As if reading her thoughts, Sect Head Yuan spoke then. “Honored guests, what you see before you now is the craftsmanship of our esteemed Master of Formations and Head of the Talisman Department, Elder Sima Jiao,” he announced. “It will provide our disciples with a more varied and realistic battlefield on which to display their talents. Of course, it will not impede your enjoyment of the event. Simply focus your attention upon the disciples you would like to watch, and the formation will ensure you a splendid view.”
Ling Qi frowned at the implication and tried to focus her thoughts on both Xiulan and Gan Guangli, only to wince as her vision exploded into conflicting smears of color. Focusing on more than one disciple was beyond her. Grimacing, she focused on Gan Guangli, and the steadily darkening air around the fourth arena cleared before her eyes, revealing her peer in Cai’s service.
Within the formation, Gan Guangli now stood in a misty scrubland at the top of a hill, fog curling around his knees. The tall boy peered around into the dark gaps between the scraggly trees which served to obscure his view. He stood alone, which meant that along with the addition of terrain, space within the arenas was being expanded as well.
She supposed that meant that her idle plan of flooding the entire arena with mist was probably out. She watched Gan Guangli crouch down and press his hand against the ground for a moment. While she could hear the crunch of dirt under his armored boots, her ability to sense qi within the arena was stunted. Perhaps that was a good thing though. If she had to fight with the press of powerful auras in the crowd looming over her, it would be like trying to fight with a blinding light shining in her eyes.
A moment of focus shifted her view to Ji Rong, who was even now speeding through the undergrowth, legs blurring as he ran beneath the trees. Sparks crackled around eyes that darted around with a wary alertness that she hadn’t noticed before in the scarred boy. Han Fang was moving through the woods as well, his movements were silent despite his bulk. Ling Qi had to continually focus on him for her eyes to not slide away, guided by threads of wind that wrapped around him like a cloak.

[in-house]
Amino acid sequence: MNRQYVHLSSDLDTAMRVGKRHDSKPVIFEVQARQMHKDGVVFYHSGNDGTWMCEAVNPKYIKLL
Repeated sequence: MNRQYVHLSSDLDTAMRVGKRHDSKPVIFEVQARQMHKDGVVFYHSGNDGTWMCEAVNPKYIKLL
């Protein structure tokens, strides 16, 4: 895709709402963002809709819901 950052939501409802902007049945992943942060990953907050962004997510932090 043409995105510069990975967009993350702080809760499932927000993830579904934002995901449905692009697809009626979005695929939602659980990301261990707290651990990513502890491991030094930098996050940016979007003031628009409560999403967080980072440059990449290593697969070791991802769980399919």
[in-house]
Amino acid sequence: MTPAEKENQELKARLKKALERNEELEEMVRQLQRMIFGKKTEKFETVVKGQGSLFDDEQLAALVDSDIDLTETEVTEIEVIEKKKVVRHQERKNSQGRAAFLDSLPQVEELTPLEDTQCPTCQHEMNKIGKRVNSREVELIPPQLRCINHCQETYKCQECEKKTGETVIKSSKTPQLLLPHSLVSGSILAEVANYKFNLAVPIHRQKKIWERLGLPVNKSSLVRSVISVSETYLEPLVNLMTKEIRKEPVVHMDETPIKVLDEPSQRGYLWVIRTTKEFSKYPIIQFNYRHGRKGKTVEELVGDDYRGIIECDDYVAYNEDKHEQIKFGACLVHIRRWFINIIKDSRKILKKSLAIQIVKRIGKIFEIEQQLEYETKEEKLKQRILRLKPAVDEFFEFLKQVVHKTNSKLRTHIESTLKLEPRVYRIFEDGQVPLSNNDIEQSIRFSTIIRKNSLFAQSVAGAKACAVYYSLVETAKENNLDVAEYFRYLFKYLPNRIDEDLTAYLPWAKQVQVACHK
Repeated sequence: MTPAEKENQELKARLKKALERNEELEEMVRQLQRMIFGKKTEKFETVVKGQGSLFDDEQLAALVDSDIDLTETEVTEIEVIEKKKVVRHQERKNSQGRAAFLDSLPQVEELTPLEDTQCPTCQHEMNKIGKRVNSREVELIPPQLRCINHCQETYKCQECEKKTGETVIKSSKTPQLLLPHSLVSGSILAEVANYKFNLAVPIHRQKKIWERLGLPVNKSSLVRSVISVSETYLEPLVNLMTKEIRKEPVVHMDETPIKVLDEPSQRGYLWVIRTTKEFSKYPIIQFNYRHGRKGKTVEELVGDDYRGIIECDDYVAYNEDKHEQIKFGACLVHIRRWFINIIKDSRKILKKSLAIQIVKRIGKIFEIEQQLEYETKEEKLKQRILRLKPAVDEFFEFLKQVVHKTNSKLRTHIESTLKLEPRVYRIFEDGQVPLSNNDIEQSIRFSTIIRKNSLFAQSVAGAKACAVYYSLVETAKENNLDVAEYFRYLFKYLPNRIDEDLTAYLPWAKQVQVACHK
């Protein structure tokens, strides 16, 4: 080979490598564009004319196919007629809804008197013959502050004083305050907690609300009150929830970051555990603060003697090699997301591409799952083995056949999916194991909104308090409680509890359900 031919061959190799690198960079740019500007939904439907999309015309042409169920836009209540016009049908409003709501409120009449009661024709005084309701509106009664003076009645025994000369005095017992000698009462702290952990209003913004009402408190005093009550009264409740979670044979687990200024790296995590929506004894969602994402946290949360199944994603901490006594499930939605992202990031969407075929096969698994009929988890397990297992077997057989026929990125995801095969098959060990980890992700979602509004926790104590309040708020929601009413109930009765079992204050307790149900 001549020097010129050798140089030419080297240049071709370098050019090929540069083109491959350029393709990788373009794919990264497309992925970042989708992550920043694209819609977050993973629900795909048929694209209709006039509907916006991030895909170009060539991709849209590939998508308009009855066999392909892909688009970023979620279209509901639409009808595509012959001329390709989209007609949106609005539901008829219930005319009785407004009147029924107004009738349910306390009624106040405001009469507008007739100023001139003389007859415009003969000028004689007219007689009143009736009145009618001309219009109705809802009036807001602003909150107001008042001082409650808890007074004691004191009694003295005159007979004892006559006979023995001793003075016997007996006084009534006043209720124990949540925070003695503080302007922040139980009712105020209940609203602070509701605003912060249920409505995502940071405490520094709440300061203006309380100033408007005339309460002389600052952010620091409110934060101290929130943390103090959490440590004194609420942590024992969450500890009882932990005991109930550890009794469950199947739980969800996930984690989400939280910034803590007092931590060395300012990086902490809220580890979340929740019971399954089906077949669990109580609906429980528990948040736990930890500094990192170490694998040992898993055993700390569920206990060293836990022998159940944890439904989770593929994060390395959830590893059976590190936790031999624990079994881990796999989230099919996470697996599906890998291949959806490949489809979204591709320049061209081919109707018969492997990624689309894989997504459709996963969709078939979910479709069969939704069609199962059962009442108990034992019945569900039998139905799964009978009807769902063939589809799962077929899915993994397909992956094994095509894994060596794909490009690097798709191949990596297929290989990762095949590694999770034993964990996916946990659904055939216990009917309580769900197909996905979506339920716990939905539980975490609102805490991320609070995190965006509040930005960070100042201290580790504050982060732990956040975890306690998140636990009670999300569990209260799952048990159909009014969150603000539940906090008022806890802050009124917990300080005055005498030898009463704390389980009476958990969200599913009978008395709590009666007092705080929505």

Sun Liling’s vassal, Lu whatever-his-name-was - oh, Lu Feng - proved to be the most active as she turned her attention to him. Lu Feng was dropping down from the trees, his long silken black hair fluttering like a flag as a male disciple she didn’t recognize let out a choked scream, scrabbling at his throat before the stronger boy’s knees struck his back and drove him into the ground. Ling Qi grimaced as the unknown boy’s struggles ceased, the wire coiled around his throat glowing crimson in the mist, and jagging lines of qi erupted from the pinned boy to coil around the Sun second’s arms. A moment later, the unknown boy faded like a ghost from beneath Lu Feng, and she heard the Sect Head call out a name. She felt a flash of pity for the poor boy, the very first one out of the tournament.
She focused her attention back on Gan Guangli then and found him standing atop the hill he had started on. He stood ramrod straight, his spike gauntleted hands clasped together and his head bowed, as if in prayer. His height and bulk were only beginning to grow, inching upwards at a snail’s pace, but she knew that would change once the fighting properly began.
Then, first one disciple, then another, began to emerge from the trees below, dashing up the low slope of the hill. It took a moment for Ling Qi to recognize them vaguely from the time she had helped Gan Guangli train his followers. The disciples gave hasty bows before forming up around him, raising their shields and straight swords. As they fell into position around Gan Guangli, she saw their stances firm up almost imperceptibly at the same time that the taller boy’s armor began to take on a greater gleam.
For the next several minutes, the scene remained much the same. She took the occasional crash or flash of light from the forest as her cues to look in on the other boys. Lu Feng’s tactics were brutal and unfair, but Ling Qi had trouble not noticing some resemblance there. No eerie music followed him, but he appeared and disappeared from the mist like a phantom. His foes often didn’t even glimpse him before their limbs were tangled in his wires, and the bands of qi coiling around his arms grew more solid with each defeated opponent.
Han Fang, on the other hand, was much louder when he did strike, and most of the true disturbances in the arena came when his hammer splintered a tree or cratered the ground with a thunderous boom. He was prowling the edges though, hanging back, only striking ruthlessly to put down lone foes. Ji Rong surprised her though. He had not, in her sight, stopped for a fight even once, unless she counted the time he used a second realm disciple’s head as a springboard when the boy got in his way. His expression of focused determination worried her.